17. Himmler, Heinrich. "Speech to the German Press" ("Rede vor der deutschcn Presse"). Weimar, Dec. 4, 1943. Approx. 65 min. Item 242-197. Incomplete In a sequence of 25, discs 1, 2, 23, and 24 are missing. Speaking notes are in Reichsfuhrer SS. Personlicher Stab. Schriftgutverwaltung. Heft Nr. l7. EAP 161-b-12/87. Tl75, roll 91, frames 2613169-171, the text is in Tl75, roll 91, frames 2613144-158 and 175. Both the notes and text omit the first part of the speech. An unidentified speaker makes concluding remarks, which are distorted by recording noise.

18. Himmler, Heinrich. "Speech to the Commanders of the Ordnungspolizei and the Police Presidents" ("Rede zu den Befehlshabern der Ordnungspolizei und den Polizeipraesidenten"). Hotel Ostland, Posen, Dec. 15, 1943. Approx. 72 min. Item 242-217. Incomplete. In a sequence of 41, discs 1-21 and 28 are missing. Only notes are extant in Reichsfuhrer SS. Personlicher Stab. Schriftgutverwaltung. Heft Nr. 16. EAP 161-b-12/87. T175, roll 91, frames 2613159-162. Comparison with notes indicates that the first half of the speech is missing from the recording.

19. Himmler, Heinrich. "Speech to the Generals." Sonthofen, May 5, 1944. Approx. 115 min. Item 242-200, 242-210. Speech was held as part of a political education program. Comparison with text as found in Reichsfuhrer SS. Personlicher Stab. Schriftgutverwaltung. Heft Nr. 22. EAP 161-b-12/280. T175, roll 92, frames 2613448-537, indicates the recording omits the equivalent of the text pages 34, 54, and 55. Disc sequence, however, is complete and numbered 1-43.

20. Himmler, Heinrich. "Speech to an Abwehr/SD Meeting" ("Rede zur Abwehr/SD Tagung"). Salzburg, May 15, 1944. Approx. 155 min. Item 242-203. Notes for the speech are in Reichsfuhrer SS. Personlicher Stab. Schriftgutverwaltung. Unnumbered folder. EAP 161-b-12/277. T175, roll 94, frames 2614681-688: two typed copies of the text are on roll 92, frames 2613547-633. Wording of the recording is nearly identical with the typed text.

21. Himmler, Heinrich. "Speech to the Commanders of the Galician SS Volunteer Infantry Division" ("Rede zu dem Fuhrerkorps der galizischen SS Freiwilligen Infanterie Division"). Neuhammer, May 16, 1944. Approx. 55 min. Item 242-206. Incomplete. In a sequence of 24, discs 21-23 are missing. Comparison with typed text in Reichsfuhrer SS. Personlicher Stab. Schriftgutverwaltung. Unnumbered folder. EAP 161-b-12/277. T175, roll 94, frames 2614657-675, indicated the recording is complete except for the last four paragraphs. The recording also includes a sentence-by-sentence translation into Ukrainian.

22. Himmler, Heinrich. "Speech to High-ranking Wehrmacht Officers" ("Rede vor den Teilnehmern des politisch-weltanschaulichen Lehrgangs"). Sonthofen, May 24, 1944. Approx. 105 min. Item 242-211. Incomplete. In a sequence of 25, discs 17-20 are missing. Comparison with text in Reichsfuhrer SS. Personlicher Stab. Schriftgutverwaltung. Unnumbered folder. EAP 161-b-12/277. T175, roll 94, frames 2614609-647, indicates the recording has a gap equivalent to pages 24-32 of the typed text. The wording on the recording is nearly identical with the typed text. This speech was one in a series of political education programs for high-ranking Wehrmacht officers.

23. Himmler, Heinrich. "Speech to the Representatives of German Justice" ("Rede zu den Vertretern der deutschen Justiz"). Kochem, May 25, 1944. Approx. 170 min. Item 242-198. Incomplete. In a sequence of 41, disc 1 is missing. Comparison with the typed text in Reichsfuhrer SS. Personlicher Stab. Schriftgutverwaltung. Heft Nr. 27. EAP 161-b-12/88. T175, roll 93, frames 2613736-779, indicates the recording has sections missing equivalent to pages 1-4 of the typed text. In wording, the text and the recording are almost identical. There are brief concluding remarks on the recording by Justice Minister Otto Thierack.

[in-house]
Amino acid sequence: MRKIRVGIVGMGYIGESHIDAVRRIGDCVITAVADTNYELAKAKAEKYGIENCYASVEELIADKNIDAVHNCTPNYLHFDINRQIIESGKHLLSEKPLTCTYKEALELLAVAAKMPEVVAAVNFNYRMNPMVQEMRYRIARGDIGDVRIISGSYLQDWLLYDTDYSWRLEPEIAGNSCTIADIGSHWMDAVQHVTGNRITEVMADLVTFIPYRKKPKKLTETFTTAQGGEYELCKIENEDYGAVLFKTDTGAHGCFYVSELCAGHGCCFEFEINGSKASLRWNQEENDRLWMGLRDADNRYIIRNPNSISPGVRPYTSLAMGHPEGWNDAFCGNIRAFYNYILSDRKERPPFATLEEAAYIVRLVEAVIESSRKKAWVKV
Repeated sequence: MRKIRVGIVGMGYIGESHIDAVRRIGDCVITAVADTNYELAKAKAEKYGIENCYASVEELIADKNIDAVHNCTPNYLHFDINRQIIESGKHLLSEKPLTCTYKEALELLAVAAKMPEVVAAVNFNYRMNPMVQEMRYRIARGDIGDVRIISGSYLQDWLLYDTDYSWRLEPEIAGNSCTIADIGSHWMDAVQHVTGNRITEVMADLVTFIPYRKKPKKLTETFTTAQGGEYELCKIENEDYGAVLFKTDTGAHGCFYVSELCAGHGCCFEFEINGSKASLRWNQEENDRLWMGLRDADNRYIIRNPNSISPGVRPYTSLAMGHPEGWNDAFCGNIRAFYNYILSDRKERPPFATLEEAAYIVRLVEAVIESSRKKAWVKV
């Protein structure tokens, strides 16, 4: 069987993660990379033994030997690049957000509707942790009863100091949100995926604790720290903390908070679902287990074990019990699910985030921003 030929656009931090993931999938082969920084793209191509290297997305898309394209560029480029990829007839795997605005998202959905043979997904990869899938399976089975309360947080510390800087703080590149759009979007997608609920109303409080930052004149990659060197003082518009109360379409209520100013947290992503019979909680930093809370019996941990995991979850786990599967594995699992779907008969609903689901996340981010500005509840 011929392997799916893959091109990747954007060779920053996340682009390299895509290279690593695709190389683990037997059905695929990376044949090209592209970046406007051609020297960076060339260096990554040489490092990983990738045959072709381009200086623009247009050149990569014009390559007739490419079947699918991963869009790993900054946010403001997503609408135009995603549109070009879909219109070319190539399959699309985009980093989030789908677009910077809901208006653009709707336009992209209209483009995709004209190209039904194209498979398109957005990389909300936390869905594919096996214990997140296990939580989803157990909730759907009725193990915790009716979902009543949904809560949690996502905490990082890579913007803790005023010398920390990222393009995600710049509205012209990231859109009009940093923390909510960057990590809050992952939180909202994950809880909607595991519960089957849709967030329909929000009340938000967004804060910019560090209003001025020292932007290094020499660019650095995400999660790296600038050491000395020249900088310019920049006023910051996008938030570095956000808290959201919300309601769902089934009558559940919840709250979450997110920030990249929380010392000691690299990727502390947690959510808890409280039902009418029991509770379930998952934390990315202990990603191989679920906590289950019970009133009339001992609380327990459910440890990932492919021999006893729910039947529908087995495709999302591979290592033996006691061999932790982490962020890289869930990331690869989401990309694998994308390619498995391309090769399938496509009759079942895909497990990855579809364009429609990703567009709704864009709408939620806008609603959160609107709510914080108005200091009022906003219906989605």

24. Himmler, Heinrich. "Speech to the Generals." Sonthofen, June 21, 1944. Approx. 100 min. Item 238-3940. Incomplete. Using the extant typed text of the speech in Reichsfuhrer SS. Personlicher Stab. Schriftgutverwaltung. Heft Nr. 28. EAP 161-b-12/88. T175, roll 93, fromes 2613945-992, as a basis of comparison, the equivalent text on the recording of pages 47-49 is missing.

25. Himmler, Heinrich. "Speech to the Officers of Infantry Division 544, Major General Ehrig, C.O." ("Rede zu den Offizieren der Infanterie Division 544, Volksgrenadier"). Grafenwohr, July 25, 1944. Approx. 32 min. Item 242-201. Incomplete. In a sequence of 33, discs 1-9, 14, 15, 17, and 20-32 are missing. Comparison with typed text in Reichsfuhrer SS. Personlicher Stab. Schriftgutverwaltung. Heft Nr. 28. EAP 161-b-12/88. T175, roll 93, frames 2613873-901, indicates the recording has gaps equivalent to pages 1-7, 13, and 18-28 of the text.

26. Himmler, Heinrich. "Speech to the Officers of the 545 Infantry Division [Volksgrenadier], Colonel Obenaus, C.O." ("Rede vor dem Offizierskorps einer Grenadier Division auf dem Truppenubungsplatz Bitsch"). Bitsch, July 26, 1944. Approx. 180 min. Item 242-209. Comparison with text in Reichsfuhrer SS. Personlicher Stab. Schriftgutverwaltung. Heft Nr. 30. EAP 161-b-12/88. T175, roll 93, frames 2614140-169, indicates that the typed text and the recording match closely.

27. Himmler, Heinrich. "Speech to two Volksgrenadier Divisions" ("Rede zu zwei Volksgrenadier Divisionen"). Dorn, Aug. 13, 1944. Approx. 115 min. Item 242-190. Incomplete. In a sequence of 29, discs 17, 19, 21, and 23 are missing. No notes or text are extant for this speech.

28. Himmler, Heinrich. "Speech to Officers of two Volksgrenadier Divisions; 543 Infantry, Lieutenant General Rasp, C.O., and 547 Infantry, Colonel Meiners, C.O." ("Rede vor dem Offizierkorps zweier Volksgrenadier Divisionen"). Munsingen, Aug. 27, 1944. Approx. 130 min. Item 242-195. Incomplete. In a sequence of 35, discs 22 and 23 are missing. No notes or text are extant for this speech.